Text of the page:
Cheap tablet computers are flooding the market but they can cost you if you don’t choose carefully, writes ARTHUR GOLDSTUCK.
News of a tablet computer available through a South African ‚”group buying‚” site for just R745 sent ripples of astonishment through the retail community this week. It was selling like hotcakes, partly because its value was claimed to be R1230.
However, the device, an All Winner A13 7‚” tablet with 512 MB of RAM, is a staple of cheap tablet web sites in China, where it sells for as low as $55 less than R500. On a local auction site, a unit was recently sold for R800.
The tablet should, however, come with a very large label that reads‚” ‚”Buyer beware‚”. Just because it is a tablet, and just because it runs a current version of Google’s Android operating system version 4, known as Ice Cream Sandwich doesn’t mean it is going to propel you to an iPad-like experience.
The problem with most sub-R1000 tablets is that they really do feel like sub-R1000 tablets. They are slow, their touch-screens are unresponsive, and their battery life would not be out of place in a mortuary.
It can be argued that the cheap tablets are great for reading textbooks and using interactive educational applications. PC Training & Business College also thought so when they offered a free Telefunken Tpad, selling at R1500 in stores, to all students registering at the beginning of this year. In one quick import move, they solved their own textbook challenges, installing digital versions of textbooks on the tablets.
They brought in 23,000 units, only to discover that, aside from the devices being frustrating to use, many students had no idea how to use them. The College ended up printing manuals for the students, and the exercise turned from PR triumph to disaster. Oh, and the device is now available in stores for under R1200.
The cheapest tablet I’ve seen that gives anything close to a satisfying experience is the Colpad 2, a 7‚” device imported and adapted with local apps by Tabletworld. At R1300, with WiFi, it runs Android 4 and most apps comfortably.
It’s a great improvement on its predecessor, the Colpad 1 which, with its R999 pricetag, was South Africa’s first sub-R1000 tablet. It was barely workable, though, and the new edition acknowledges that lowest price is not the highest incentive. Local and enthusiastic support is one of the new unit’s prime attractions.
The best low-cost tablet on the local market, however, is probably the Wise Touch, a 7‚” device still running on an old version of Android, 2.3 or Gingerbread. Built by Chinese mobile giant ZTE, it’s locally branded by Wise Tablets and adapted for local needs. At R2500, it has both WiFi and 3G built-in the cheapest local tablet with both connectivity options included.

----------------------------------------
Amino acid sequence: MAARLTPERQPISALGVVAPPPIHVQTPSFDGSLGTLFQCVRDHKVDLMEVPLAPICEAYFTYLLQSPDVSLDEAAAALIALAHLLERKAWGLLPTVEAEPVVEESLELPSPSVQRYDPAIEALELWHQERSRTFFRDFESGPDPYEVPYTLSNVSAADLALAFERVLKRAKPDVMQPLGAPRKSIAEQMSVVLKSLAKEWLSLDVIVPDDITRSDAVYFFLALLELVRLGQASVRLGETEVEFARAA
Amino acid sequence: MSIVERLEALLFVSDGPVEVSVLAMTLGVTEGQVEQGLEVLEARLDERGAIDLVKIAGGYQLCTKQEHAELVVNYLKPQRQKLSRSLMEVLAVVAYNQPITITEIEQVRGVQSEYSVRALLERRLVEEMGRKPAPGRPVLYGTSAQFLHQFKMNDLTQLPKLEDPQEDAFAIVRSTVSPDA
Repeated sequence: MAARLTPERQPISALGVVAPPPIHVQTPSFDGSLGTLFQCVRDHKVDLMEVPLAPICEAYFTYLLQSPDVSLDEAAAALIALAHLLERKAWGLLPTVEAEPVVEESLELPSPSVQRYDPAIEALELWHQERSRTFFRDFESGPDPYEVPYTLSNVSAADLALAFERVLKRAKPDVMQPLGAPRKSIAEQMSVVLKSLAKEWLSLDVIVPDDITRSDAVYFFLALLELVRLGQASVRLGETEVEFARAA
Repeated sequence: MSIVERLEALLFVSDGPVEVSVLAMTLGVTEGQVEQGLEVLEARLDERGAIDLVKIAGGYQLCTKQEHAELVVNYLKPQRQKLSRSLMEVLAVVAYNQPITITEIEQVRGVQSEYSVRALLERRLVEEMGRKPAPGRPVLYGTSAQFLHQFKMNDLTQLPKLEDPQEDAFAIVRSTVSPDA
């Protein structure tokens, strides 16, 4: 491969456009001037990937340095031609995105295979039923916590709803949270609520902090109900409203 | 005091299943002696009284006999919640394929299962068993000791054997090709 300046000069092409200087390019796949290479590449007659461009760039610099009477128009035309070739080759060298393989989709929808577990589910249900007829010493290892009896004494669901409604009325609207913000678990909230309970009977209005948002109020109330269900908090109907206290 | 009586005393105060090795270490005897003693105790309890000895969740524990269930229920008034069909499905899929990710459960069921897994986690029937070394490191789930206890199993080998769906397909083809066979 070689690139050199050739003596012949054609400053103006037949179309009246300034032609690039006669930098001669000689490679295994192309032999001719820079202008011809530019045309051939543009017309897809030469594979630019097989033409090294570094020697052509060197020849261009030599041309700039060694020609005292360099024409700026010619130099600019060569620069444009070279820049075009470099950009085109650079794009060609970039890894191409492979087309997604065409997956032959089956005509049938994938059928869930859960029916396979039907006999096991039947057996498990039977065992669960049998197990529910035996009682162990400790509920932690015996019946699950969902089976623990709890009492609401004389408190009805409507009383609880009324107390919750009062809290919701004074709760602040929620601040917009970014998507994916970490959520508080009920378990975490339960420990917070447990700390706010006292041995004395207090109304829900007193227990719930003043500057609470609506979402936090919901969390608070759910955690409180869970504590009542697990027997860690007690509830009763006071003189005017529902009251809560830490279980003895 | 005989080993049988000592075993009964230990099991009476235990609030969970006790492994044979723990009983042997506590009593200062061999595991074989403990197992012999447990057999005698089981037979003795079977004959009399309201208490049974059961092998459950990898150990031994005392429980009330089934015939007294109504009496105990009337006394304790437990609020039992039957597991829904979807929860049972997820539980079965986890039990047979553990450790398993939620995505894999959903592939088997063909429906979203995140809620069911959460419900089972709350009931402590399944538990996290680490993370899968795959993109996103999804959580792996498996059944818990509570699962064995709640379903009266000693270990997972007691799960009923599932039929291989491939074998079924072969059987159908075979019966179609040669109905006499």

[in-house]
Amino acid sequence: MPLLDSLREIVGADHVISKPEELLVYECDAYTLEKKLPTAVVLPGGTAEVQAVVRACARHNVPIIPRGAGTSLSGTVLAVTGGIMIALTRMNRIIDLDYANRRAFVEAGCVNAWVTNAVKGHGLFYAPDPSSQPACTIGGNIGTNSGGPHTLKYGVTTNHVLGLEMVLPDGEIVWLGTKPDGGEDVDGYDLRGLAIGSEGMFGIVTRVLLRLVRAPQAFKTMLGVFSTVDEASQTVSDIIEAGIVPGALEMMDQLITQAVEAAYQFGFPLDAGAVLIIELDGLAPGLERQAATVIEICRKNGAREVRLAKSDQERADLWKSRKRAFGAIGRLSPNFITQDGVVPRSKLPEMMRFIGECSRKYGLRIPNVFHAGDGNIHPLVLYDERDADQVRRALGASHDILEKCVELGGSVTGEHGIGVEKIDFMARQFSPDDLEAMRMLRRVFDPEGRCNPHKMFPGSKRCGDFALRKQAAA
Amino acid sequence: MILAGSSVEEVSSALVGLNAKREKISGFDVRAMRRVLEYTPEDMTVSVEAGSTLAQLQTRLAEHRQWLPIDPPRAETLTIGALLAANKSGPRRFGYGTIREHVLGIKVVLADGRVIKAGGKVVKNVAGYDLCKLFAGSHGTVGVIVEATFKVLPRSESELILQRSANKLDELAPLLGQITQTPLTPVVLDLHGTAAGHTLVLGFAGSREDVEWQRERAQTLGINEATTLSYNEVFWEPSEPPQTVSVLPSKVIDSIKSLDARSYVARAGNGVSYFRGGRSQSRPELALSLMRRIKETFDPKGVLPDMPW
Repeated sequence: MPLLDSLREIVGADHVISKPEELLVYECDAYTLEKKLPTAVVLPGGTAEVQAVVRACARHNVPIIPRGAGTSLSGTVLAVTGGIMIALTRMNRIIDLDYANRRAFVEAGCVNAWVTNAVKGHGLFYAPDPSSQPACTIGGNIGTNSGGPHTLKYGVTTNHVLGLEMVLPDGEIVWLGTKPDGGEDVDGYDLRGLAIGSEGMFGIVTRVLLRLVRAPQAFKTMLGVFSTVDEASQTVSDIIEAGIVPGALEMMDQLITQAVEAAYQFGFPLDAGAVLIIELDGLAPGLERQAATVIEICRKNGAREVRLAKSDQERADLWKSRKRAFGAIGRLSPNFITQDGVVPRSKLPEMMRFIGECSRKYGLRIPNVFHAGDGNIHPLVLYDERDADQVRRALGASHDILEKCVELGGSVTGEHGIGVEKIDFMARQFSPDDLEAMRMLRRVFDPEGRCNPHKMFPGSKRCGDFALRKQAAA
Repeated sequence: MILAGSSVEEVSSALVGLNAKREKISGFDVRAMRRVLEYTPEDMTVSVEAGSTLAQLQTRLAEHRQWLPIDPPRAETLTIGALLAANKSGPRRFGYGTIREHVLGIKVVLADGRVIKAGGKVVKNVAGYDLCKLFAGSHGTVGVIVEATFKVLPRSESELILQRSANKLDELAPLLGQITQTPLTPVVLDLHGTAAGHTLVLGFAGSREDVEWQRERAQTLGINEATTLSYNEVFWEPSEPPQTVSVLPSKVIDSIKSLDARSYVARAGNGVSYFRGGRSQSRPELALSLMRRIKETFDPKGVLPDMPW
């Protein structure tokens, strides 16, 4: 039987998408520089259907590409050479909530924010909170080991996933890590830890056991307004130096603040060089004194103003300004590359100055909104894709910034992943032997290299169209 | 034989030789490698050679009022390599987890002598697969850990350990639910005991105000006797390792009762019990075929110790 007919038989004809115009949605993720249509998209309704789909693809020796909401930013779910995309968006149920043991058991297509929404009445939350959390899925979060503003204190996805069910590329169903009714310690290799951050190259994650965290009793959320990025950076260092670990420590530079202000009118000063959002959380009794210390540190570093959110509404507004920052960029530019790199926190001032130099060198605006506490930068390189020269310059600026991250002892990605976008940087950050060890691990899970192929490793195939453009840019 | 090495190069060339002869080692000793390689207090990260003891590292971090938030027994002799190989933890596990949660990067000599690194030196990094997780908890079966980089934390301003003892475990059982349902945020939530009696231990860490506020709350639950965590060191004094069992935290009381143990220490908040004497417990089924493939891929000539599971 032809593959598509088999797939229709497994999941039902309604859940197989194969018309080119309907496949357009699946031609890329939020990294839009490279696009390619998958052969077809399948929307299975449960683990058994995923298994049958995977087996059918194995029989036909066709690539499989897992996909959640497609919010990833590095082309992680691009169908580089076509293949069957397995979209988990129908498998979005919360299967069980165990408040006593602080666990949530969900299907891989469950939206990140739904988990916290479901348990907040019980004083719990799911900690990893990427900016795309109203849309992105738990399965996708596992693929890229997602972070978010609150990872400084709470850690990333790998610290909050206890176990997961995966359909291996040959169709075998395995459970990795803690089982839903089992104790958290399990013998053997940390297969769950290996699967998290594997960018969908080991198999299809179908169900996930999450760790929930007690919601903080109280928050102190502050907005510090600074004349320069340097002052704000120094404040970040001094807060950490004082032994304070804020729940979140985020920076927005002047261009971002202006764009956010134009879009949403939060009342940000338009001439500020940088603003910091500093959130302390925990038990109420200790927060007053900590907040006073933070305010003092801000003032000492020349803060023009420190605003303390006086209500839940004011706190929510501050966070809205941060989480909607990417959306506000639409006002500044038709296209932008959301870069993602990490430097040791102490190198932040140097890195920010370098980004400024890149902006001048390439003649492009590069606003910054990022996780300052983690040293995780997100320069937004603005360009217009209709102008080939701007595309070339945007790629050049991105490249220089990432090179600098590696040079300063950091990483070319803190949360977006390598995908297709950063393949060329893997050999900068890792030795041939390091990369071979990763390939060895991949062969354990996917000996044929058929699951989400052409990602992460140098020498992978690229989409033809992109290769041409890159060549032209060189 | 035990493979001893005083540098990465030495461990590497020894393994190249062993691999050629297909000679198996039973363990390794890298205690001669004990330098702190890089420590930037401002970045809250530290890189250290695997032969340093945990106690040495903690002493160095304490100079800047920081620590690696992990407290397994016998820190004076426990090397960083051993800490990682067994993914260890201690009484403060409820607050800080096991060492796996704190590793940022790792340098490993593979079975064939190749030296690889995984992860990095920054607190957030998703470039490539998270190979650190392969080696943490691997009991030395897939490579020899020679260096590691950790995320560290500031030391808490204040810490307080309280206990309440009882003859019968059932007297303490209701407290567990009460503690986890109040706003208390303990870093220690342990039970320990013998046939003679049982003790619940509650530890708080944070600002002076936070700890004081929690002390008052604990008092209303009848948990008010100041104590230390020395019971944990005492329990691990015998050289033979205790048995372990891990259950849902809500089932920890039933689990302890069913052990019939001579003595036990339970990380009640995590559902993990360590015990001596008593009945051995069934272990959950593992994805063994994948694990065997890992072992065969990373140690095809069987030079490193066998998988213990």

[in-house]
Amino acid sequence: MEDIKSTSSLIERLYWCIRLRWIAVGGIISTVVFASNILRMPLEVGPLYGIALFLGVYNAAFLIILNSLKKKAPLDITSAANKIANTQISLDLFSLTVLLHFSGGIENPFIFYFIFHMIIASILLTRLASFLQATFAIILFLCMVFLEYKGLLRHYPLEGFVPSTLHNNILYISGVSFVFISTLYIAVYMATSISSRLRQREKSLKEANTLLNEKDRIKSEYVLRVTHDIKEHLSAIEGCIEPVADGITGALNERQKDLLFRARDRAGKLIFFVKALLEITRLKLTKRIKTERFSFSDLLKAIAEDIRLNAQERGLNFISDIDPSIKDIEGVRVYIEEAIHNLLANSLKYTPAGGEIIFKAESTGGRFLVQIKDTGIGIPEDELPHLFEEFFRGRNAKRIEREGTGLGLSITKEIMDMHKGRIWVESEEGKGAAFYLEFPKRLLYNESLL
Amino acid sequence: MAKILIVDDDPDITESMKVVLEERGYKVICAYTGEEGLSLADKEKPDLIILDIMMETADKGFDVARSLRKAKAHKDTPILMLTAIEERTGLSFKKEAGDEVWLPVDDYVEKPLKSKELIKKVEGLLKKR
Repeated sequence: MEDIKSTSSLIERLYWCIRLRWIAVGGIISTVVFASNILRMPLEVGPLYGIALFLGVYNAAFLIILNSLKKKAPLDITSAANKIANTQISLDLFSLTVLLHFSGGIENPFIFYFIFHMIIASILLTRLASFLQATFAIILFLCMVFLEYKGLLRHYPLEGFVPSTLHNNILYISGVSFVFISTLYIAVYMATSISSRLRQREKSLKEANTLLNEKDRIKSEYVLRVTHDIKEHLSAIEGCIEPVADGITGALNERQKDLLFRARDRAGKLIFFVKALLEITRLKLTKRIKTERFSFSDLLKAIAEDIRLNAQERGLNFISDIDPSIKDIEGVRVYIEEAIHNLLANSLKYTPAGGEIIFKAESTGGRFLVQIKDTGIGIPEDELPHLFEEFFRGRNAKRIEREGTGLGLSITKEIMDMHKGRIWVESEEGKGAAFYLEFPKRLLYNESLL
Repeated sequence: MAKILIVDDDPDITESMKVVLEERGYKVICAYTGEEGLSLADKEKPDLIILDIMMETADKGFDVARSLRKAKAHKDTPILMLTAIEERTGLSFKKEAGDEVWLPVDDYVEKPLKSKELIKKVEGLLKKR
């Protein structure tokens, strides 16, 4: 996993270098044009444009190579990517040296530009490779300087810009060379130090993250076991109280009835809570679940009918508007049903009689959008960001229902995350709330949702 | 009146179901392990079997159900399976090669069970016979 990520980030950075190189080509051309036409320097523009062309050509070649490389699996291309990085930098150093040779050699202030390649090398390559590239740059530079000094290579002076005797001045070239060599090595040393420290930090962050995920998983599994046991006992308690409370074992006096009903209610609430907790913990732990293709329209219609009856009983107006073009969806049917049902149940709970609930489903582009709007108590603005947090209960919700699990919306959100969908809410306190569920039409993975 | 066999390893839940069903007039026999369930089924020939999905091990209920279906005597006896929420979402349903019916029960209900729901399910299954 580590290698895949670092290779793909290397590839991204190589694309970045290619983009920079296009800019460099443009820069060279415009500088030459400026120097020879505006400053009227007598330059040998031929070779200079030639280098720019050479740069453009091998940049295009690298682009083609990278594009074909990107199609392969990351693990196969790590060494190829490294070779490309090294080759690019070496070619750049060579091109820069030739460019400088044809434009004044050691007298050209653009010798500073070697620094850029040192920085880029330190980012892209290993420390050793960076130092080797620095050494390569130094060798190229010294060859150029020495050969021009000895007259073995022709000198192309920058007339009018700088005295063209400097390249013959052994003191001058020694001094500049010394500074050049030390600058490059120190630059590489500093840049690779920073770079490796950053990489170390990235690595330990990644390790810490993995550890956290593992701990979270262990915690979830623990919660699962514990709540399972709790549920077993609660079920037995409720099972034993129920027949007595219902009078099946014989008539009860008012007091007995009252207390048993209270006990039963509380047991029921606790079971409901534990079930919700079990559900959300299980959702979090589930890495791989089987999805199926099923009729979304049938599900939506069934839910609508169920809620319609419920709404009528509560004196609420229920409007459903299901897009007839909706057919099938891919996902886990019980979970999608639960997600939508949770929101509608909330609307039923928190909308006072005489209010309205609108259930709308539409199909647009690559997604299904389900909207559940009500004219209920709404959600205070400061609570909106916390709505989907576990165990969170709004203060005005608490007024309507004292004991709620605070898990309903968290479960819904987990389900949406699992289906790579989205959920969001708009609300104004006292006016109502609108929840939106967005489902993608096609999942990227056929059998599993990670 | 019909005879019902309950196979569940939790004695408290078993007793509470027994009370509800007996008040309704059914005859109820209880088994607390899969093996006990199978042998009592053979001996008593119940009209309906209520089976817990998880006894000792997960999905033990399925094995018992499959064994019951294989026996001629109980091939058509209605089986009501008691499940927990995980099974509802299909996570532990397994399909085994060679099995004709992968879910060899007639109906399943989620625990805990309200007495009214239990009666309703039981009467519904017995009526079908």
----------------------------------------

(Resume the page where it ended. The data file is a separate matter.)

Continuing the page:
More significantly, it includes an Education Centre developed by Wise, and lurking beneath this innocuous app lies one of the potential futures of education in South Africa. A ‚”Store‚” in the app includes Wise’s own e-books portal, along with the new EduPortal launched this month by rights management organisation DALRO.
The EduPortal textbooks are expensive at R130 for ‚”renting‚” one e-book for a year, they are unlikely to solve any textbook crisis anytime soon. However, as prices come down and the academic publishers’ business models improve, they can be a key weapon in the educational war.
A more immediate solution lurks in a School Bag section of the Wise Touch’s Education Centre. This is where purchased or downloaded e-textbooks are stored. The device I tried out included Everything Maths, a Grade 12 mathematics textbook produced by the Shuttleworth Foundation’s Siyavula initiative. This is a project to rope in qualified volunteers to produce free textbooks that can be downloaded onto phones, tablets and PCs, accessed directly on the Internet, or even printed out.
On the Wise Touch, Everything Maths is so compelling, it almost convinces me to go back to school. Already, several hundred schools have opted for the Wise Touch as a lower cost alternative to iPad programmes.
Battery life remains a challenge, so it is not a solution that will light up the eyes of Limpopo learners, but it sure begins to cut through the darkness of our 19th century education system.
* Arthur Goldstuck heads up World Wide Worx and is editor-in-chief of Gadget. Follow him on Twitter on @art2gee
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Clear screen, battery life measure in days, not hours, low cost(relative‚Ä¶) and simple.
IMHO, off course.
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